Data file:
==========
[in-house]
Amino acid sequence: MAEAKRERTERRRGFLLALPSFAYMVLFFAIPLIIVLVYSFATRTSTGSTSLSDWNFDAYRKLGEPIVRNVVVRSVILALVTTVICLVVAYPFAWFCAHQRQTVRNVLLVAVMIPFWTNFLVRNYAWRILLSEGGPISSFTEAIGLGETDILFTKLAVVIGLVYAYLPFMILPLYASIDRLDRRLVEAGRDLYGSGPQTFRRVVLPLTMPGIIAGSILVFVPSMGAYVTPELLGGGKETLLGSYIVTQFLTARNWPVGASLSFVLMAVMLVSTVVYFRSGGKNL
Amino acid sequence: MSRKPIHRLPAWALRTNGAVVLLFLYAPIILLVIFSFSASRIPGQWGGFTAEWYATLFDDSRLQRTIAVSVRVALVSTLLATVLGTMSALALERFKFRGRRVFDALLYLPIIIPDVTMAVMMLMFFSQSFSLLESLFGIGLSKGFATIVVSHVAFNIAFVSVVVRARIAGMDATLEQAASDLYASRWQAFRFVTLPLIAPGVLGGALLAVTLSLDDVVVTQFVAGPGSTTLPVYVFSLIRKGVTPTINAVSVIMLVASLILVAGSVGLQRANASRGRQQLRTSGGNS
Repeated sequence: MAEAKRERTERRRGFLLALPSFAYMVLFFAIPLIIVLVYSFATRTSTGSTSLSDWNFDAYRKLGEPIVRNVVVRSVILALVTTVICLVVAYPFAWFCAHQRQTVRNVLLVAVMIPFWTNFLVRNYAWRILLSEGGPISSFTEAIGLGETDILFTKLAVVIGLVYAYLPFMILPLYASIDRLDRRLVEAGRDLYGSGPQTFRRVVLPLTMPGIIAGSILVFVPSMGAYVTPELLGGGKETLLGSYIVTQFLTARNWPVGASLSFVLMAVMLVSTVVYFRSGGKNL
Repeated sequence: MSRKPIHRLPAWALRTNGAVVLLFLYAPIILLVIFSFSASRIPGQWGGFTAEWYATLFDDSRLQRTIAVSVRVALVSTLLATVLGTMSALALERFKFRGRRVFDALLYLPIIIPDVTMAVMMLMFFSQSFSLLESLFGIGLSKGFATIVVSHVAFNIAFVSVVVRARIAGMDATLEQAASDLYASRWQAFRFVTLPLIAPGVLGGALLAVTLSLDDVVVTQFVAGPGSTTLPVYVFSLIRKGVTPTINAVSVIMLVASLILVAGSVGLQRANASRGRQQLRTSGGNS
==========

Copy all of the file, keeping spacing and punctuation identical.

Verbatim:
[in-house]
Amino acid sequence: MAEAKRERTERRRGFLLALPSFAYMVLFFAIPLIIVLVYSFATRTSTGSTSLSDWNFDAYRKLGEPIVRNVVVRSVILALVTTVICLVVAYPFAWFCAHQRQTVRNVLLVAVMIPFWTNFLVRNYAWRILLSEGGPISSFTEAIGLGETDILFTKLAVVIGLVYAYLPFMILPLYASIDRLDRRLVEAGRDLYGSGPQTFRRVVLPLTMPGIIAGSILVFVPSMGAYVTPELLGGGKETLLGSYIVTQFLTARNWPVGASLSFVLMAVMLVSTVVYFRSGGKNL
Amino acid sequence: MSRKPIHRLPAWALRTNGAVVLLFLYAPIILLVIFSFSASRIPGQWGGFTAEWYATLFDDSRLQRTIAVSVRVALVSTLLATVLGTMSALALERFKFRGRRVFDALLYLPIIIPDVTMAVMMLMFFSQSFSLLESLFGIGLSKGFATIVVSHVAFNIAFVSVVVRARIAGMDATLEQAASDLYASRWQAFRFVTLPLIAPGVLGGALLAVTLSLDDVVVTQFVAGPGSTTLPVYVFSLIRKGVTPTINAVSVIMLVASLILVAGSVGLQRANASRGRQQLRTSGGNS
Repeated sequence: MAEAKRERTERRRGFLLALPSFAYMVLFFAIPLIIVLVYSFATRTSTGSTSLSDWNFDAYRKLGEPIVRNVVVRSVILALVTTVICLVVAYPFAWFCAHQRQTVRNVLLVAVMIPFWTNFLVRNYAWRILLSEGGPISSFTEAIGLGETDILFTKLAVVIGLVYAYLPFMILPLYASIDRLDRRLVEAGRDLYGSGPQTFRRVVLPLTMPGIIAGSILVFVPSMGAYVTPELLGGGKETLLGSYIVTQFLTARNWPVGASLSFVLMAVMLVSTVVYFRSGGKNL
Repeated sequence: MSRKPIHRLPAWALRTNGAVVLLFLYAPIILLVIFSFSASRIPGQWGGFTAEWYATLFDDSRLQRTIAVSVRVALVSTLLATVLGTMSALALERFKFRGRRVFDALLYLPIIIPDVTMAVMMLMFFSQSFSLLESLFGIGLSKGFATIVVSHVAFNIAFVSVVVRARIAGMDATLEQAASDLYASRWQAFRFVTLPLIAPGVLGGALLAVTLSLDDVVVTQFVAGPGSTTLPVYVFSLIRKGVTPTINAVSVIMLVASLILVAGSVGLQRANASRGRQQLRTSGGNS